It is difficult to describe the flow characteristics within and above urban canopies using only geometrical parameters such as plan area index (λp) and frontal area index (λf) because urban surfaces comprise buildings with random layouts, shapes, and heights. Furthermore, two types of 'randomness' are associated with the geometry of building arrays: the randomness of element heights (vertical) and that of the rotation angles of each block (horizontal). In this study, wind-tunnel experiments were conducted on seven types of urban building arrays with various roughness packing densities to measure the bulk drag coefficient (Cd) and mean wind profile; aerodynamic parameters such as roughness length (zo) and displacement height (d) were also estimated. The results are compared with previous results from regular arrays having neither 'vertical' nor 'horizontal' randomness. In vertical random arrays, the plot of Cd and zo versus λf exhibited a monotonic increase, and zo increased by a factor of almost two for λf = 48-70%. Cd was strongly influenced by the standard deviation of the height of blocks (σ) when λp ≥ 17%, whereas Cd was independent of σ when λp = 7%. In the case of horizontal random arrays, the plot of the estimated Cd against λf showed a peak. The effect of both vertical and horizontal randomness of the layout on aerodynamic parameters can be explained by the structure of the vortices around the blocks; the aspect ratio of the block is an appropriate index for the estimation of such features.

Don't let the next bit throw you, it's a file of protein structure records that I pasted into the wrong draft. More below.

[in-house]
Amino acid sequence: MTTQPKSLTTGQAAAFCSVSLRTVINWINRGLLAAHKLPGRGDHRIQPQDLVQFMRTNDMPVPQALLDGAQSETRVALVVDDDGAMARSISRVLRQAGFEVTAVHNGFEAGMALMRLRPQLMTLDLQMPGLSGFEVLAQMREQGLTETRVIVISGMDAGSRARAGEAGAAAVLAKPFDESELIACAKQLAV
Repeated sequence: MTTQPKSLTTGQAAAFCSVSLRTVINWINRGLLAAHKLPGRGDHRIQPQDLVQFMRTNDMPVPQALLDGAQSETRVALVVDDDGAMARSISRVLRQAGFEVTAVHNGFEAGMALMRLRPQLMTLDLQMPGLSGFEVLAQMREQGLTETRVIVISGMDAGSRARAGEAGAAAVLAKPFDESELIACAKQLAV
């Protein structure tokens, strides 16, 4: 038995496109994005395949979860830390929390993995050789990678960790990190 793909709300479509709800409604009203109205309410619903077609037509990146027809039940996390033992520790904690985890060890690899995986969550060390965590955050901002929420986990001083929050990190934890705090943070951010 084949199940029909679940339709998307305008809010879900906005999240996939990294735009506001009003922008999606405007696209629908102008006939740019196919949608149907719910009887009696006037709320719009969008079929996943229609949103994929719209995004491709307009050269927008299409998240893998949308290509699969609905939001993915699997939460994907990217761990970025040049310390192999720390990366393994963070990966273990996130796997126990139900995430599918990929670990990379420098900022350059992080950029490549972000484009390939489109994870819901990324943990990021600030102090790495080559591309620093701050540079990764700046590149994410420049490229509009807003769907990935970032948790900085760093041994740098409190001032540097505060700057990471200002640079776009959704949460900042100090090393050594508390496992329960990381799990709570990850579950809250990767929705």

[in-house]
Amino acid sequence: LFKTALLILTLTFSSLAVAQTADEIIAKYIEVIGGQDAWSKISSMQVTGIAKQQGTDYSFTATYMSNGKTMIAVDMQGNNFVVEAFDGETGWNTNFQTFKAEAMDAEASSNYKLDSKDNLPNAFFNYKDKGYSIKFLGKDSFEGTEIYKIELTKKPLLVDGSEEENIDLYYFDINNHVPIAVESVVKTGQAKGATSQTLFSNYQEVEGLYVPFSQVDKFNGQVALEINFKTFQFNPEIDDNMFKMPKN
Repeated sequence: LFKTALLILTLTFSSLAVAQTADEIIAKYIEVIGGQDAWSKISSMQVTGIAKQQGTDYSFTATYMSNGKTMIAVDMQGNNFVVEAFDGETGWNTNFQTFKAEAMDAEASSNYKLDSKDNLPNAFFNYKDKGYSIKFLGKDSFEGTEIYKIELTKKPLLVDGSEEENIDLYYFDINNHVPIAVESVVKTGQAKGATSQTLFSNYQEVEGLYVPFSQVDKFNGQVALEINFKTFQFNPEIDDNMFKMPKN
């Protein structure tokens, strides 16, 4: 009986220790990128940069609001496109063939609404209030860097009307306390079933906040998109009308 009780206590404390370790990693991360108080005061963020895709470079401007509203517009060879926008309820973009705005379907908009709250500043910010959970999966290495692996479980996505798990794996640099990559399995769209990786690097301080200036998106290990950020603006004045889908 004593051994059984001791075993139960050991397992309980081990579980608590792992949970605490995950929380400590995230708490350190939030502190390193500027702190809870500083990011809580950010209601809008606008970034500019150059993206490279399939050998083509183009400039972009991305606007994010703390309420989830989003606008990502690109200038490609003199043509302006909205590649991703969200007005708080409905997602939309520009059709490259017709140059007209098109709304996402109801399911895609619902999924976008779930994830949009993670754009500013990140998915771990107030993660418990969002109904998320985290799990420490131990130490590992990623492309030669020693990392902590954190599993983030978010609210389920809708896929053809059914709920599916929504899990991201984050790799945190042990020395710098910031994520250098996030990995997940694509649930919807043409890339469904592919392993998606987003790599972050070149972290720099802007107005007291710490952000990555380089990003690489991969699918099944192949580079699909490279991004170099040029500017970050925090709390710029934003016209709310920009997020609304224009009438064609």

All Science Journal Classification (ASJC) codes
- Atmospheric Science